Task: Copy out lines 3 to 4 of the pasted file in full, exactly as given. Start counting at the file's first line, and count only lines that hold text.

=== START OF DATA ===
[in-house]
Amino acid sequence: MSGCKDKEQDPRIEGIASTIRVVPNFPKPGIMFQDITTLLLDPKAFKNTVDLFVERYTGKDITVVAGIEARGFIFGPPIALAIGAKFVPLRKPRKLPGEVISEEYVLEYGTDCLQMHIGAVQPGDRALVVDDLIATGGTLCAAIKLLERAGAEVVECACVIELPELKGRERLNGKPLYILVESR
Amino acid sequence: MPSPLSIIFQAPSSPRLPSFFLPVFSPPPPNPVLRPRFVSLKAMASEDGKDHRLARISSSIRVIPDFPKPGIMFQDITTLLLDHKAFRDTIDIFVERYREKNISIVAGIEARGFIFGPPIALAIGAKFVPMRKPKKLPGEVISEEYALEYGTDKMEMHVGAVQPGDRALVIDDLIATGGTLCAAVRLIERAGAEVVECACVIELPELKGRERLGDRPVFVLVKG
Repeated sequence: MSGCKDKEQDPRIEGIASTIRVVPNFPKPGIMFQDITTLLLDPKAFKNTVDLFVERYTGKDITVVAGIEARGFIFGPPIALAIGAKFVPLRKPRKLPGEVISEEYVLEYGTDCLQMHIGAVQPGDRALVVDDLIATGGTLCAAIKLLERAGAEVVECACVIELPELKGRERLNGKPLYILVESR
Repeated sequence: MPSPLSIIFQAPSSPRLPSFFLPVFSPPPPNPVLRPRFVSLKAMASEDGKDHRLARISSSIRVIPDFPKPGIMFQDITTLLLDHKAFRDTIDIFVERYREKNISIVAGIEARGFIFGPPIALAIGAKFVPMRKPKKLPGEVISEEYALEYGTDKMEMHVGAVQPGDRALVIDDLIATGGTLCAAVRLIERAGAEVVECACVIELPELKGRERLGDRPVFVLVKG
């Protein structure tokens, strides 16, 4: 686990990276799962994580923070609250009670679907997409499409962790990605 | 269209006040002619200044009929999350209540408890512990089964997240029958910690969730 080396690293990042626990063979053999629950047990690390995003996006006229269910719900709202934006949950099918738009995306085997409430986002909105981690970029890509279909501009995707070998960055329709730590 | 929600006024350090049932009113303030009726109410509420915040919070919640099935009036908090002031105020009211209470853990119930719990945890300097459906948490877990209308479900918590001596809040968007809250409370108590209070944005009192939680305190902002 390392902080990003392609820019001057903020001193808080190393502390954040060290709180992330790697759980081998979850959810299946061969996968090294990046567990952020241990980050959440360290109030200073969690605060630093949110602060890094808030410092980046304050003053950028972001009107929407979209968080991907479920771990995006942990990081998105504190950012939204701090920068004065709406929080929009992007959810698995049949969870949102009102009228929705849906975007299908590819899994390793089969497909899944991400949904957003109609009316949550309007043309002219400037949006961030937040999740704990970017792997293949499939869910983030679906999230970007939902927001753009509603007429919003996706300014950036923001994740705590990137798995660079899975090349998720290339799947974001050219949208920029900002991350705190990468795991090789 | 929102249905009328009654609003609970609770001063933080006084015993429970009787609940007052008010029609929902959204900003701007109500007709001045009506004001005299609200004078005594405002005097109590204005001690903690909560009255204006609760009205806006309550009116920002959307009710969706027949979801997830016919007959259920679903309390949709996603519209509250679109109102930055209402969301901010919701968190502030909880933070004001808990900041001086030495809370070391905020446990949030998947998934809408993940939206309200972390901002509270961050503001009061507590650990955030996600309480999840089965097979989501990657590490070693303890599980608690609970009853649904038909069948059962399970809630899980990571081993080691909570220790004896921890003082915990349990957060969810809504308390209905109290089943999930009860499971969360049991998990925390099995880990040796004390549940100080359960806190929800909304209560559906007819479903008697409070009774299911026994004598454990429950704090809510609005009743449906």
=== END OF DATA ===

Amino acid sequence: MPSPLSIIFQAPSSPRLPSFFLPVFSPPPPNPVLRPRFVSLKAMASEDGKDHRLARISSSIRVIPDFPKPGIMFQDITTLLLDHKAFRDTIDIFVERYREKNISIVAGIEARGFIFGPPIALAIGAKFVPMRKPKKLPGEVISEEYALEYGTDKMEMHVGAVQPGDRALVIDDLIATGGTLCAAVRLIERAGAEVVECACVIELPELKGRERLGDRPVFVLVKG
Repeated sequence: MSGCKDKEQDPRIEGIASTIRVVPNFPKPGIMFQDITTLLLDPKAFKNTVDLFVERYTGKDITVVAGIEARGFIFGPPIALAIGAKFVPLRKPRKLPGEVISEEYVLEYGTDCLQMHIGAVQPGDRALVVDDLIATGGTLCAAIKLLERAGAEVVECACVIELPELKGRERLNGKPLYILVESR